Miroslav Bobek et al.
Interview with Andrea Turkalo. Part III
There are always several BaAka, local Pygmies, at Andrea Turkalo’s camp who work for her as guides and scouts. The camp is also regularly visited by Bantus armed with automatic rifles who guard the reserve. Although the Dzanga clearing looks like paradise on Earth, it is not completely safe for wild animals. However, the situation is much worse elsewhere.
Before zoologists discovered Dzanga Bai, did Europeans know about it?
Probably yes, because this place was colonised by many years by the French. Before independence, this area was also exploited for ivory and other forest products, like rubber and copal, which is used in making perfumes. The French exported hundreds of tons of ivory out of here from the end of the last century until the 1960s. If you know the book Heart of Darkness by Joseph Konrad, he describes the situation when the Belgians and the French had a concession system and basically mandated that pepople collect ivory and other forest products. If they did not collect it, they were whipped.
But elephants, to say nothing about other animals, continue to be killed here…
There are different levels of poaching in this part of the world. There is game poaching for local consumption. People go out and set snares and catch antelopes, go home and they go home in the evening and eat the animal. That’s sustainable. That’s like what the BaAka do with the net hunting. They kill an animal, divide it up and eat it. That can go on for a long time without affecting the total population because what they are taking and what is reproducing is at the same level. Elephant poaching is a whole different situation because it is done by people who have the means to buy big guns and send people out with munition to kill animals.
- We visited Andrea Turkalo in April this year. Over the past few weeks, we published the following articles on the Revealed website:
- Watching Forest Elephants with Andrea
- Living among Elephants: Interview with Andrea Turkalo – Part I
- Marriage for Two Days:Interview with Andrea Turkalo – Part II
We have also produced a calendar from photographs that we took at Dzanga Bai, now available for sale. The proceeds are intended to finance equipment for rangers in the Dja biosphere reserve. To preview the calendar, click HERE, to order your copy, click HERE.To find out the geographic location of Dzanga Bai, click HERE.
Does that mean that hunting elephants for ivory remain a problem even now, in 2009?
Ivory brings you money. It is now about 1500 dollar per kilo – the price has doubled. Ivory trade was banned in 1989 and now a few sales are allowed to Japan and China by CITES, which is the international convention on trade in endangered species. But that’s just speculation. They buy the ivory and they stock it because it is becoming more valuable because there are fewer and fewer elephants in Africa. For example, in 1972 it was estimated there were 1.2 million elephants in Africa, forest and savannah. Now, we think there is maybe half a million left. And this has been fuelled by illegal hunting of elephants, everywhere – in the savannah, in the forest, especially in Central Africa because we do not have the means to protect the animals. We need guard patrols, we need people on the ground as myself. I do my research but my main responsibility is protecting these animals. So, if I hear a gun go off, I have to get the guards out. Or if I hear an automatic weapon, I have to get more guards out. But elephants everywhere are under threat. Because we see them here does not mean they are not under threat. When they leave this area, they are being hunted. Up until about seven years ago, we had no logging to the east, in Congo. Now it is all being logged. And I know for sure there are people hunting elephants full time to the east. So, this area is probably the safest area for elephants in the region. And they come here for safety.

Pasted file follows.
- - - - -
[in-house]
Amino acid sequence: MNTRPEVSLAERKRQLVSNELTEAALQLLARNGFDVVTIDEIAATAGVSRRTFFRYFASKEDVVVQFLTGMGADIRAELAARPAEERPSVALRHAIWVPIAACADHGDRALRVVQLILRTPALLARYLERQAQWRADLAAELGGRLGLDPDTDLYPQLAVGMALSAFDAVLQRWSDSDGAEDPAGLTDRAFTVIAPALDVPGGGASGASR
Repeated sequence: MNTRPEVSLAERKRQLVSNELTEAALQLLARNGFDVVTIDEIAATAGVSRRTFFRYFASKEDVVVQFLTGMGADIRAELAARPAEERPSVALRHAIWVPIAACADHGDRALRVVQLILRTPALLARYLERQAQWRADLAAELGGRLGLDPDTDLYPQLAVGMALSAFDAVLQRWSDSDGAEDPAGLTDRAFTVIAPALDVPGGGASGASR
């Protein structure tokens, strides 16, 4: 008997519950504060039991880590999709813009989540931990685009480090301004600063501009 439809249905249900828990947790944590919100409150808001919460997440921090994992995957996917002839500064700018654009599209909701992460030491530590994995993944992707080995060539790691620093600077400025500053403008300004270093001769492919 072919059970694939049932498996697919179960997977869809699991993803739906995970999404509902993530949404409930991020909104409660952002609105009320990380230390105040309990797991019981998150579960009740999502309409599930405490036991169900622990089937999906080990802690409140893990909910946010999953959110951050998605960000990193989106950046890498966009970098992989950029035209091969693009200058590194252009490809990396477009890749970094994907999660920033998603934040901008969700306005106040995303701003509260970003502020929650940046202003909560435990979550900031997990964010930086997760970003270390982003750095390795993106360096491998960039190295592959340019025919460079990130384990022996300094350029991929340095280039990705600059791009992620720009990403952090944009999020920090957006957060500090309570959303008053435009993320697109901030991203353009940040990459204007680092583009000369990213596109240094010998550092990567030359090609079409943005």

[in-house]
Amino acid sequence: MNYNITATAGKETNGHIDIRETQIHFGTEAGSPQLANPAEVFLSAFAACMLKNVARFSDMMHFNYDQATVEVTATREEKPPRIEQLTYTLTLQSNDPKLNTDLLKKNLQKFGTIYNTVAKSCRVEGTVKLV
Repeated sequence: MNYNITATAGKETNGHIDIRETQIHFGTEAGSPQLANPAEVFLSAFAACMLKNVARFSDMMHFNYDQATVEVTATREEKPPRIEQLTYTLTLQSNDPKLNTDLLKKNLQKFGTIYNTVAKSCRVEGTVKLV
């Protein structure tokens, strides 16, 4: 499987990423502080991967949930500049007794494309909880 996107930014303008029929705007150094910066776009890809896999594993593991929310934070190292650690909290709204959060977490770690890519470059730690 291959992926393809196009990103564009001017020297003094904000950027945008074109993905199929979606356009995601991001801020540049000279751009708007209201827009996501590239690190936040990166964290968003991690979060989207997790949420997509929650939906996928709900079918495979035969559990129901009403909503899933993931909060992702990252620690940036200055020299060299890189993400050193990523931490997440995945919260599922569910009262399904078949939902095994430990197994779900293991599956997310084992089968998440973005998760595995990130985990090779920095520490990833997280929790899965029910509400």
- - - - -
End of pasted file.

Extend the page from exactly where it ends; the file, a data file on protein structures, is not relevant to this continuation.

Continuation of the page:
[kml_flashembed movie="http://rozhlas.cz/odhaleni/default/panorama.swf" width="500" height="332"/]
Panorama of Dzanga Bai. You can look around the clearing by moving the mouse. For zooming click into the application and use cursor keys up and down.
In Bayanga, not far from here, you can buy bushmeat. Do poachers kill elephants for meat?
Yes, unfortunately. Up until maybe seven years ago, elephants were hunted for their ivory, so big males were being killed. Now, people are killing anything that moves in terms of elephants because they are taking the meat. A big problem for elephants in this part of the world is that human demographic has changed. When I came here, there weren’t many people here. Now everybody comes here. We’ve got a good road that the European Union built. And people can just drive down here in little cars. Before, the road was really bad, which limited the number of people. But now people can fill their cars up and leave with meat, in and out the reserve. If we weren’t here on the ground with guards and research camps and people that care about the wildlife, where would be nothing left here. Despite the problems we do have, with some presence we have been able to do something. We are winning battles but we are not winning the war, if you understand. We are having little victories but the animals are still decreasing, although at a slower rate than they would if we weren’t here.
It is still some success in the given situation…
Yes. You have to believe what you are doing is important. And I think it is important that there are people on the ground because that where the real protection is. There are international meetings, there is a lot of blah, blah, blah. What we need is action on the ground, we need something we can see and feel. When you go to the clearing, you can see and feel the animals.